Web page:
How would he know, when Agyemang’s original complaints failed to make it up NYU’s chain of command or effect change? It is curious to ponder how shunting of the needs of a black immigrant to the back burner of NYU administrative concerns fits in with Beckman’s rosy presentation of the school. This was an action that reminds one of a time in the south when blacks had to sit at the back of the bus — a dismissive gesture that perpetuates racism by turning a blind eye to demeaning behaviors.
NYU, a lauded institution and one of the top-ten employers in the city, might have diversity and tolerance as ideals — and want to continue being seen that way. But in daily operations we all know that high ideals are often the first “luxury” to get cut in the name of efficiency and expediency. Institutions of higher learning are run more like hard-nosed businesses today than ever, which are known more for exploiting the weak than serving righteous causes.
By speaking up, Agyemang has forced NYU to truly examine the ideals it claims to hold. The settlement NYU reached with him and the EEOC will force the school to do a better job at upholding them. Much more meaningful than an NYU spokesman’s empty words.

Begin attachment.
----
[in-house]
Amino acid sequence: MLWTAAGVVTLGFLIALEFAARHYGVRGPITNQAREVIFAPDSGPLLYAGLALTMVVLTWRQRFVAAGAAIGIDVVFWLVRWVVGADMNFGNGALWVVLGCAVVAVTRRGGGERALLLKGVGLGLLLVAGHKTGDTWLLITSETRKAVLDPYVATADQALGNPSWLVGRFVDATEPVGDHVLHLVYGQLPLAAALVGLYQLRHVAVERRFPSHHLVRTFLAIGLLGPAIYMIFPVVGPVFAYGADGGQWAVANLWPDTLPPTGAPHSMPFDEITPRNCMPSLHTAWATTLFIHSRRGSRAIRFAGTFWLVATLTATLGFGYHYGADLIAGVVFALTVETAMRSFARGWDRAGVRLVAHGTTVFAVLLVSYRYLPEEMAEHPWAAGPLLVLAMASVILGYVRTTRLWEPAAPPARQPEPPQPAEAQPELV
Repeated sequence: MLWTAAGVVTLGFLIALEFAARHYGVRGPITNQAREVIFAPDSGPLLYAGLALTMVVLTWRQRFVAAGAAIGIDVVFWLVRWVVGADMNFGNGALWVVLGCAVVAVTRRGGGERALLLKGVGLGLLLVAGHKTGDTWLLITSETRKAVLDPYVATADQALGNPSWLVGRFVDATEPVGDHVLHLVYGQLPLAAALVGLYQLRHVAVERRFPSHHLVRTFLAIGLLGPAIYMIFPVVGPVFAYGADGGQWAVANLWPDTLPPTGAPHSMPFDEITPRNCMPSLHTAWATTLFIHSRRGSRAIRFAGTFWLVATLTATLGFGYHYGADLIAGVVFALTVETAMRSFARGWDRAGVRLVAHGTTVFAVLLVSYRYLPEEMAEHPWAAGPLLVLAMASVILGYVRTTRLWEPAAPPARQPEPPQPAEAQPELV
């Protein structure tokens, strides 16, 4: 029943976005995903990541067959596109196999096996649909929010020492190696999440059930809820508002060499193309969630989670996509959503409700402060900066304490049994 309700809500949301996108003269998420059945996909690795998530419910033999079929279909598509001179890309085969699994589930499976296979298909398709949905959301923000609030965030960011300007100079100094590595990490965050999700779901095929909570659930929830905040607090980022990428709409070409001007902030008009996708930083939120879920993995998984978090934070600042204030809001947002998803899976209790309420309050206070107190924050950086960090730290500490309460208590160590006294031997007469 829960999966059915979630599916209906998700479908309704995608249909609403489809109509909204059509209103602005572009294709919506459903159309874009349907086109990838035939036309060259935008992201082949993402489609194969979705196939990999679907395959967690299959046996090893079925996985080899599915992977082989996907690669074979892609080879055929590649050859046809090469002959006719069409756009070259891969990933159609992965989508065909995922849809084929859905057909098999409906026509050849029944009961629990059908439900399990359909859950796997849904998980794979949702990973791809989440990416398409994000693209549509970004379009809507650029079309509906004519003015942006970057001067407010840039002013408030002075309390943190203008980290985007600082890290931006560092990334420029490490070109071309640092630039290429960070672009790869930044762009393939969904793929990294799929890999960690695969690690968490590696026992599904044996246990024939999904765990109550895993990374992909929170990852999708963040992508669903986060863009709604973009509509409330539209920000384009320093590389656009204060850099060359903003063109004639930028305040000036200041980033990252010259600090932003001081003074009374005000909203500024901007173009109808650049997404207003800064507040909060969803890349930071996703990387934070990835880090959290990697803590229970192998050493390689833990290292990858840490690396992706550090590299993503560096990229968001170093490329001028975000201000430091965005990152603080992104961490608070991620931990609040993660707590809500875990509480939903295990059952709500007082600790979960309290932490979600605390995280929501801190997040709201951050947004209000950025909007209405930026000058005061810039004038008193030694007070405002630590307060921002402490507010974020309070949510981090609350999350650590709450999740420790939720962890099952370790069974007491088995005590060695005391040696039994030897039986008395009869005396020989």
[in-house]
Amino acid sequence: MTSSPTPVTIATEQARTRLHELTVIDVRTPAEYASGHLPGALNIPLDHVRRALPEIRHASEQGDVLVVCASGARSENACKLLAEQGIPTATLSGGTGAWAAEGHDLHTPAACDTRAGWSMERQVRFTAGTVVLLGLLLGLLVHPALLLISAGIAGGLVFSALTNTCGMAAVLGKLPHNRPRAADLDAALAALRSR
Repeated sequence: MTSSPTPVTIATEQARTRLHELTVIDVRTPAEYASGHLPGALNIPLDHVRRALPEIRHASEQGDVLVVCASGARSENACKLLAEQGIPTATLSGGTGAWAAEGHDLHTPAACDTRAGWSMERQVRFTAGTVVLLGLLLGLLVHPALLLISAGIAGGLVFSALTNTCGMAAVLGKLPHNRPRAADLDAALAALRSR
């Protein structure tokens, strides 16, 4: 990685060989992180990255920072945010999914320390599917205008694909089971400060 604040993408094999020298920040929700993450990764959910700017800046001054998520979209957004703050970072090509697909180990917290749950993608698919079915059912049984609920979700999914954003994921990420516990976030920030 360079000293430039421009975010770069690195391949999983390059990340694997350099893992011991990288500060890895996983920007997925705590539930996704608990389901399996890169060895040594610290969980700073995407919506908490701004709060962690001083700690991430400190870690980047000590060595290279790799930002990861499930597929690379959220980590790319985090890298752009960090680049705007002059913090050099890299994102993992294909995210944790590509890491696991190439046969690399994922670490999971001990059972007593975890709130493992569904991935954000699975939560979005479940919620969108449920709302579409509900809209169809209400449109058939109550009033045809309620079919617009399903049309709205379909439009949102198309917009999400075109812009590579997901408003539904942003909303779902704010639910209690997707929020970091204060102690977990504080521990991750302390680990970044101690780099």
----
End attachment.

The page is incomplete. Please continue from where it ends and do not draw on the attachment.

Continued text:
Just like the recent case of the African man who is suing after being jailed for trying to cash his own check at a Chase, these efforts to fight the power are necessary. These cases prove time and again that institutions, however much they believe they can operate idealistically, cannot be trusted to police their own ideals regarding racial equality. Unfortunately, for now law suits are a critical tool in our nation’s arsenal against continuing race-based inequality.
And people wonder why we need affirmative action in education. NYU’s settlement with Osei Agyemang demonstrates why even a liberal college cannot break free of racist influences without policy-driven assistance.